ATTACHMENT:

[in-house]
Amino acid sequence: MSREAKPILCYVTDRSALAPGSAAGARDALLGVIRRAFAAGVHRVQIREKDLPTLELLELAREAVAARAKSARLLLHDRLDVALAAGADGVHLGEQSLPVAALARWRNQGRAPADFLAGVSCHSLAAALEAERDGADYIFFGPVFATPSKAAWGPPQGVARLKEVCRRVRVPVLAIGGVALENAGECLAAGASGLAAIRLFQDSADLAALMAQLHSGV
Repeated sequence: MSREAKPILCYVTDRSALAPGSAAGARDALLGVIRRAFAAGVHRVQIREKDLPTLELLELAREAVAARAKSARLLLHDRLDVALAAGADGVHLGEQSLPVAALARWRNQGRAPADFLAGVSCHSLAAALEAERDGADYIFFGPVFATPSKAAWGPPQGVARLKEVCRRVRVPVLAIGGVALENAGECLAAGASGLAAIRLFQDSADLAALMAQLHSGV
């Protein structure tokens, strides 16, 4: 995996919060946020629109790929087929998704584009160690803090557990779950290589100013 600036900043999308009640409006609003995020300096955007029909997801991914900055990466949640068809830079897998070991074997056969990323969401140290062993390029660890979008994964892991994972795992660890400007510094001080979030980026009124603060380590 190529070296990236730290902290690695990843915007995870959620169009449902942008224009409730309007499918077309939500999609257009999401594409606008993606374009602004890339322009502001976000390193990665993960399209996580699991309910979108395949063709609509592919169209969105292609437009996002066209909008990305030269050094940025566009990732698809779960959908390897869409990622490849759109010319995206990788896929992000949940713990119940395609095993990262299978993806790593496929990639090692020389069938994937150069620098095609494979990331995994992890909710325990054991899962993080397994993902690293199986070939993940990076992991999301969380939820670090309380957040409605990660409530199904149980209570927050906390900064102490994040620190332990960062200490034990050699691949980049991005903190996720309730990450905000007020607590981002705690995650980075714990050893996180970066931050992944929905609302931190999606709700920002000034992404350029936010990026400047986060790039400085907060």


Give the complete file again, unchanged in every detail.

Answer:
[in-house]
Amino acid sequence: MSREAKPILCYVTDRSALAPGSAAGARDALLGVIRRAFAAGVHRVQIREKDLPTLELLELAREAVAARAKSARLLLHDRLDVALAAGADGVHLGEQSLPVAALARWRNQGRAPADFLAGVSCHSLAAALEAERDGADYIFFGPVFATPSKAAWGPPQGVARLKEVCRRVRVPVLAIGGVALENAGECLAAGASGLAAIRLFQDSADLAALMAQLHSGV
Repeated sequence: MSREAKPILCYVTDRSALAPGSAAGARDALLGVIRRAFAAGVHRVQIREKDLPTLELLELAREAVAARAKSARLLLHDRLDVALAAGADGVHLGEQSLPVAALARWRNQGRAPADFLAGVSCHSLAAALEAERDGADYIFFGPVFATPSKAAWGPPQGVARLKEVCRRVRVPVLAIGGVALENAGECLAAGASGLAAIRLFQDSADLAALMAQLHSGV
């Protein structure tokens, strides 16, 4: 995996919060946020629109790929087929998704584009160690803090557990779950290589100013 600036900043999308009640409006609003995020300096955007029909997801991914900055990466949640068809830079897998070991074997056969990323969401140290062993390029660890979008994964892991994972795992660890400007510094001080979030980026009124603060380590 190529070296990236730290902290690695990843915007995870959620169009449902942008224009409730309007499918077309939500999609257009999401594409606008993606374009602004890339322009502001976000390193990665993960399209996580699991309910979108395949063709609509592919169209969105292609437009996002066209909008990305030269050094940025566009990732698809779960959908390897869409990622490849759109010319995206990788896929992000949940713990119940395609095993990262299978993806790593496929990639090692020389069938994937150069620098095609494979990331995994992890909710325990054991899962993080397994993902690293199986070939993940990076992991999301969380939820670090309380957040409605990660409530199904149980209570927050906390900064102490994040620190332990960062200490034990050699691949980049991005903190996720309730990450905000007020607590981002705690995650980075714990050893996180970066931050992944929905609302931190999606709700920002000034992404350029936010990026400047986060790039400085907060």